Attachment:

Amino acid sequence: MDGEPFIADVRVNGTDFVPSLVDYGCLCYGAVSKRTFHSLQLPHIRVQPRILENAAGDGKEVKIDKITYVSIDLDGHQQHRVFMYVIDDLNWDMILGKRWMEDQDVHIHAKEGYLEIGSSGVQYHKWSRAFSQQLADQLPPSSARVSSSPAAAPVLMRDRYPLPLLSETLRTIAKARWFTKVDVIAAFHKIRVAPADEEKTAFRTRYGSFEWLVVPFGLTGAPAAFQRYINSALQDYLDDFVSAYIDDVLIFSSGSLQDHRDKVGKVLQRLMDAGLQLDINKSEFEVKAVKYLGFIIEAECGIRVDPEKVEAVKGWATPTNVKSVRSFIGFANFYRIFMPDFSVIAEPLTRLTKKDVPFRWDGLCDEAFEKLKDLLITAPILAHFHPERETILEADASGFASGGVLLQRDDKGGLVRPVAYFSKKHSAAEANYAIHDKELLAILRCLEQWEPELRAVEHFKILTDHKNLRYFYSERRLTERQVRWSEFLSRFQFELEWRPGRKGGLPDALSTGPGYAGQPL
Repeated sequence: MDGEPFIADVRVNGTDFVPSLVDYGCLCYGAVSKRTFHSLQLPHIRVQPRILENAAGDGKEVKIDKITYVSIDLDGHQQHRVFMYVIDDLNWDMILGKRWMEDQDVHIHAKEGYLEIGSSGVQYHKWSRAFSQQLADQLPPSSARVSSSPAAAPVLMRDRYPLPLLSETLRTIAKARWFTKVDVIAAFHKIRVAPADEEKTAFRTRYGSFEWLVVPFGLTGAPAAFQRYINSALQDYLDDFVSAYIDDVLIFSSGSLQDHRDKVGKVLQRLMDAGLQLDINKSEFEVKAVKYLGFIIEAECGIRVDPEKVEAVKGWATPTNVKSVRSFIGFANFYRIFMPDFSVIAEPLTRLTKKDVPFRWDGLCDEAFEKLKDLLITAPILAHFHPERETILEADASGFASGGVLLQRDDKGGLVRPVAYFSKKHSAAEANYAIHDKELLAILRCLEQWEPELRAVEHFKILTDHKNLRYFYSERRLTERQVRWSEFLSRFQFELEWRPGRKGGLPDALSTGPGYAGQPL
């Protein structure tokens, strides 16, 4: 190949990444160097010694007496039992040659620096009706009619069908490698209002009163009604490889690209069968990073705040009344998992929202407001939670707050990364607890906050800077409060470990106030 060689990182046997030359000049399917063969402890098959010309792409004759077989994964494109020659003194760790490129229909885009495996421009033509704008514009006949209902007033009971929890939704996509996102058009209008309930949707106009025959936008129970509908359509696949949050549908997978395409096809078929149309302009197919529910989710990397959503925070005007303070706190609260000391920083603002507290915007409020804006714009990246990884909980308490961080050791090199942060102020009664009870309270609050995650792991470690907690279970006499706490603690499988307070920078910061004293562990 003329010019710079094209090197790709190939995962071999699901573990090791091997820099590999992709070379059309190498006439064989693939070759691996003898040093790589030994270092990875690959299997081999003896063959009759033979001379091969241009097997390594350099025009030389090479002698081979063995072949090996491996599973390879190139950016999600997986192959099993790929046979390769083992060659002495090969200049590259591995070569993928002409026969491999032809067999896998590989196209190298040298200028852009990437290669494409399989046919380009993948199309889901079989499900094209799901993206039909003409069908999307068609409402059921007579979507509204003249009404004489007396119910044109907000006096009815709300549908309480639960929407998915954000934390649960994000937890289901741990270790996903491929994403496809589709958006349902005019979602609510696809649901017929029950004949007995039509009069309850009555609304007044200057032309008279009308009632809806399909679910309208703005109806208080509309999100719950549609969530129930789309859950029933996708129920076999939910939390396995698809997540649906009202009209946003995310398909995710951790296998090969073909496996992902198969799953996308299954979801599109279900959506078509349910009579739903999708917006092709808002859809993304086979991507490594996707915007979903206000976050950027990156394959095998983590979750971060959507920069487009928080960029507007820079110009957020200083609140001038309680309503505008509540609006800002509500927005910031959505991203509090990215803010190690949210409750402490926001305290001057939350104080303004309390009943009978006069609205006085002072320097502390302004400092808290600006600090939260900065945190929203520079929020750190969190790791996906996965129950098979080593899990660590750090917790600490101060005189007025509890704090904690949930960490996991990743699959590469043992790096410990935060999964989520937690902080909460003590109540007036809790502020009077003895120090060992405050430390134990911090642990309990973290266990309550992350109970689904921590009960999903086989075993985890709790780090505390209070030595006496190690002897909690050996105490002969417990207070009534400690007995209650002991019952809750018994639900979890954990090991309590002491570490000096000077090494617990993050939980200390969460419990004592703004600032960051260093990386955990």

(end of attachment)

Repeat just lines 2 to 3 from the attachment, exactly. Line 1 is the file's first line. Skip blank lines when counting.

Repeated sequence: MDGEPFIADVRVNGTDFVPSLVDYGCLCYGAVSKRTFHSLQLPHIRVQPRILENAAGDGKEVKIDKITYVSIDLDGHQQHRVFMYVIDDLNWDMILGKRWMEDQDVHIHAKEGYLEIGSSGVQYHKWSRAFSQQLADQLPPSSARVSSSPAAAPVLMRDRYPLPLLSETLRTIAKARWFTKVDVIAAFHKIRVAPADEEKTAFRTRYGSFEWLVVPFGLTGAPAAFQRYINSALQDYLDDFVSAYIDDVLIFSSGSLQDHRDKVGKVLQRLMDAGLQLDINKSEFEVKAVKYLGFIIEAECGIRVDPEKVEAVKGWATPTNVKSVRSFIGFANFYRIFMPDFSVIAEPLTRLTKKDVPFRWDGLCDEAFEKLKDLLITAPILAHFHPERETILEADASGFASGGVLLQRDDKGGLVRPVAYFSKKHSAAEANYAIHDKELLAILRCLEQWEPELRAVEHFKILTDHKNLRYFYSERRLTERQVRWSEFLSRFQFELEWRPGRKGGLPDALSTGPGYAGQPL
């Protein structure tokens, strides 16, 4: 190949990444160097010694007496039992040659620096009706009619069908490698209002009163009604490889690209069968990073705040009344998992929202407001939670707050990364607890906050800077409060470990106030 060689990182046997030359000049399917063969402890098959010309792409004759077989994964494109020659003194760790490129229909885009495996421009033509704008514009006949209902007033009971929890939704996509996102058009209008309930949707106009025959936008129970509908359509696949949050549908997978395409096809078929149309302009197919529910989710990397959503925070005007303070706190609260000391920083603002507290915007409020804006714009990246990884909980308490961080050791090199942060102020009664009870309270609050995650792991470690907690279970006499706490603690499988307070920078910061004293562990 003329010019710079094209090197790709190939995962071999699901573990090791091997820099590999992709070379059309190498006439064989693939070759691996003898040093790589030994270092990875690959299997081999003896063959009759033979001379091969241009097997390594350099025009030389090479002698081979063995072949090996491996599973390879190139950016999600997986192959099993790929046979390769083992060659002495090969200049590259591995070569993928002409026969491999032809067999896998590989196209190298040298200028852009990437290669494409399989046919380009993948199309889901079989499900094209799901993206039909003409069908999307068609409402059921007579979507509204003249009404004489007396119910044109907000006096009815709300549908309480639960929407998915954000934390649960994000937890289901741990270790996903491929994403496809589709958006349902005019979602609510696809649901017929029950004949007995039509009069309850009555609304007044200057032309008279009308009632809806399909679910309208703005109806208080509309999100719950549609969530129930789309859950029933996708129920076999939910939390396995698809997540649906009202009209946003995310398909995710951790296998090969073909496996992902198969799953996308299954979801599109279900959506078509349910009579739903999708917006092709808002859809993304086979991507490594996707915007979903206000976050950027990156394959095998983590979750971060959507920069487009928080960029507007820079110009957020200083609140001038309680309503505008509540609006800002509500927005910031959505991203509090990215803010190690949210409750402490926001305290001057939350104080303004309390009943009978006069609205006085002072320097502390302004400092808290600006600090939260900065945190929203520079929020750190969190790791996906996965129950098979080593899990660590750090917790600490101060005189007025509890704090904690949930960490996991990743699959590469043992790096410990935060999964989520937690902080909460003590109540007036809790502020009077003895120090060992405050430390134990911090642990309990973290266990309550992350109970689904921590009960999903086989075993985890709790780090505390209070030595006496190690002897909690050996105490002969417990207070009534400690007995209650002991019952809750018994639900979890954990090991309590002491570490000096000077090494617990993050939980200390969460419990004592703004600032960051260093990386955990």